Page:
In praise of PostgreSQL August 5, 2021 on Drew DeVault's blog

After writing Praise for Alpine Linux, I have decided to continue writing more articles in praise of good software. Today, I’d like to tell you a bit about PostgreSQL.

Many people don’t understand how old Postgres truly is: the first release1 was in July of 1996. It used this logo:

A “logo” which depicts the word “PostgreSQL” in a 3D chrome font bursting through a brick wall from space. No, seriously.

After 25 years of persistence, and a better logo design, Postgres stands today as one of the most significant pillars of profound achievement in free software, alongside the likes of Linux and Firefox. PostgreSQL has taken a complex problem and solved it to such an effective degree that all of its competitors are essentially obsolete, perhaps with the exception of SQLite.

For a start, Postgres is simply an incredibly powerful, robust, and reliable piece of software, providing the best implementation of SQL.2 It provides a great deal of insight into its own behavior, and allows the experienced operator to fine-tune it to achieve optimal performance. It supports a broad set of SQL features and data types, with which I have always been able to efficiently store and retrieve my data. SQL is usually the #1 bottleneck in web applications, and Postgres does an excellent job of providing you with the tools necessary to manage that bottleneck.

Those tools are also exceptionally well-documented. The PostgreSQL documentation is incredibly in-depth. It puts the rest of us to shame, really. Not only do they have comprehensive reference documentation which exhaustively describes every feature, but also vast amounts of prose which explains the internal design, architecture, and operation of Postgres, plus detailed plain-English explanations of how various high-level tasks can be accomplished, complete with the necessary background to understand those tasks. There’s essentially no reason to ever read a blog post or Stack Overflow answer about how to do something with Postgres — the official docs cover every aspect of the system in great depth.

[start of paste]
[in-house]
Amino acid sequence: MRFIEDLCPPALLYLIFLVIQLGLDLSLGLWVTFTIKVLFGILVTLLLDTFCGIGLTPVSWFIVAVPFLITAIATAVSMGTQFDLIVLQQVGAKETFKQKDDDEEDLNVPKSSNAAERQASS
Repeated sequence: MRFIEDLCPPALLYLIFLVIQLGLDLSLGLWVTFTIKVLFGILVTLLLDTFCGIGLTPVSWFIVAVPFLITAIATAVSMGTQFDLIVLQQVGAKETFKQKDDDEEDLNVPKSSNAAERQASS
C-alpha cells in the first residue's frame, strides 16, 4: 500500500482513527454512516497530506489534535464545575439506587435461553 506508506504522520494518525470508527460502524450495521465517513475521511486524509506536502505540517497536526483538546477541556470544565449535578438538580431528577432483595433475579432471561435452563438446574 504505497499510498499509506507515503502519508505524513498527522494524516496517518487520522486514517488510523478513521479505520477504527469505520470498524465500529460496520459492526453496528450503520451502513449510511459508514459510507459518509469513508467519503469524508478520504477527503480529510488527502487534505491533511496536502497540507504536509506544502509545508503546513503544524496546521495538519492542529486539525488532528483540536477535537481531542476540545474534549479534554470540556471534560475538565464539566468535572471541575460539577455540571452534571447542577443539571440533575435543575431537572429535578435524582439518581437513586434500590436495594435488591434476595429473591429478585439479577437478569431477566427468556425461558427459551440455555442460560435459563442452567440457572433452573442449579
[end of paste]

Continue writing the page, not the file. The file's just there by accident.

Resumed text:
The project is maintained by a highly disciplined team of engineers. I have complete confidence in their abilities to handle matters of performance, regression testing, and security. They publish meticulously detailed weekly development updates, as well as thorough release notes that equips you with sufficient knowledge to confidently run updates on your deployment. Their git discipline is also legendary — here’s the latest commit at the time of writing:

postgres_fdw: Fix issues with generated columns in foreign tables.

postgres_fdw imported generated columns from the remote tables as plain
columns, and caused failures like "ERROR: cannot insert a non-DEFAULT
value into column "foo"" when inserting into the foreign tables, as it
tried to insert values into the generated columns.  To fix, we do the
following under the assumption that generated columns in a postgres_fdw
foreign table are defined so that they represent generated columns in
the underlying remote table:

* Send DEFAULT for the generated columns to the foreign server on insert
  or update, not generated column values computed on the local server.
* Add to postgresImportForeignSchema() an option "import_generated" to
  include column generated expressions in the definitions of foreign
  tables imported from a foreign server.  The option is true by default.

The assumption seems reasonable, because that would make a query of the
postgres_fdw foreign table return values for the generated columns that
are consistent with the generated expression.

While here, fix another issue in postgresImportForeignSchema(): it tried
to include column generated expressions as column default expressions in
the foreign table definitions when the import_default option was enabled.

Per bug #16631 from Daniel Cherniy.  Back-patch to v12 where generated
columns were added.


They’re all like this.

Ultimately, PostgreSQL is a technically complex program which requires an experienced and skilled operator to be effective. Learning to use it is a costly investment, even if it pays handsomely. Though Postgres has occasionally frustrated or confused me, on the whole my feelings for it are overwhelmingly positive. It’s an incredibly well-made product and its enormous and still-growing successes are very well-earned. When I think of projects which have made the most significant impacts on the free software ecosystem, and on the world at large, PostgreSQL has a place on that list.

  1. The first release of PostgreSQL. Its lineage can be traced further back. ↩︎

  2. No qualifiers. It’s straight-up the best implementation of SQL. ↩︎

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